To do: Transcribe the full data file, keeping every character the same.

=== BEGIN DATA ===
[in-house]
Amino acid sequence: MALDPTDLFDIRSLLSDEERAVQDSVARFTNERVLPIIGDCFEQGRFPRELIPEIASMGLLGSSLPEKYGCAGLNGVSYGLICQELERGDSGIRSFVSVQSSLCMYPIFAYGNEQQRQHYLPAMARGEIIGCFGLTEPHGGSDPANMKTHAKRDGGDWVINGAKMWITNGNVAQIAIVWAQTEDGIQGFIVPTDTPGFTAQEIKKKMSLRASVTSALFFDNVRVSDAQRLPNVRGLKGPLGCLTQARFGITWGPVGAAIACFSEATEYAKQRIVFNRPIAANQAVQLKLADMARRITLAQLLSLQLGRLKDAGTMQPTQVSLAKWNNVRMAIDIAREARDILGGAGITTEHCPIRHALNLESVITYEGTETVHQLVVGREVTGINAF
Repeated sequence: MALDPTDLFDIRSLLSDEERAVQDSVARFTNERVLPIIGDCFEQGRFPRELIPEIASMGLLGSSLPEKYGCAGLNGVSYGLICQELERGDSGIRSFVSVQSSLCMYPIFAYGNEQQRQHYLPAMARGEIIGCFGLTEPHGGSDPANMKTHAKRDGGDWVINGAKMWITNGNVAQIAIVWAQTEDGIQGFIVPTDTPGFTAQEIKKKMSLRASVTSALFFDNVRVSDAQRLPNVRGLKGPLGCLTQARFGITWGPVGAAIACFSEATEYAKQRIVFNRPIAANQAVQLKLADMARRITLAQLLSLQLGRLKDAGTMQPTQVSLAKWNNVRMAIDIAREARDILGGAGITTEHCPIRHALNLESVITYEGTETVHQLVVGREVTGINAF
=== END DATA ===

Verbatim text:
[in-house]
Amino acid sequence: MALDPTDLFDIRSLLSDEERAVQDSVARFTNERVLPIIGDCFEQGRFPRELIPEIASMGLLGSSLPEKYGCAGLNGVSYGLICQELERGDSGIRSFVSVQSSLCMYPIFAYGNEQQRQHYLPAMARGEIIGCFGLTEPHGGSDPANMKTHAKRDGGDWVINGAKMWITNGNVAQIAIVWAQTEDGIQGFIVPTDTPGFTAQEIKKKMSLRASVTSALFFDNVRVSDAQRLPNVRGLKGPLGCLTQARFGITWGPVGAAIACFSEATEYAKQRIVFNRPIAANQAVQLKLADMARRITLAQLLSLQLGRLKDAGTMQPTQVSLAKWNNVRMAIDIAREARDILGGAGITTEHCPIRHALNLESVITYEGTETVHQLVVGREVTGINAF
Repeated sequence: MALDPTDLFDIRSLLSDEERAVQDSVARFTNERVLPIIGDCFEQGRFPRELIPEIASMGLLGSSLPEKYGCAGLNGVSYGLICQELERGDSGIRSFVSVQSSLCMYPIFAYGNEQQRQHYLPAMARGEIIGCFGLTEPHGGSDPANMKTHAKRDGGDWVINGAKMWITNGNVAQIAIVWAQTEDGIQGFIVPTDTPGFTAQEIKKKMSLRASVTSALFFDNVRVSDAQRLPNVRGLKGPLGCLTQARFGITWGPVGAAIACFSEATEYAKQRIVFNRPIAANQAVQLKLADMARRITLAQLLSLQLGRLKDAGTMQPTQVSLAKWNNVRMAIDIAREARDILGGAGITTEHCPIRHALNLESVITYEGTETVHQLVVGREVTGINAF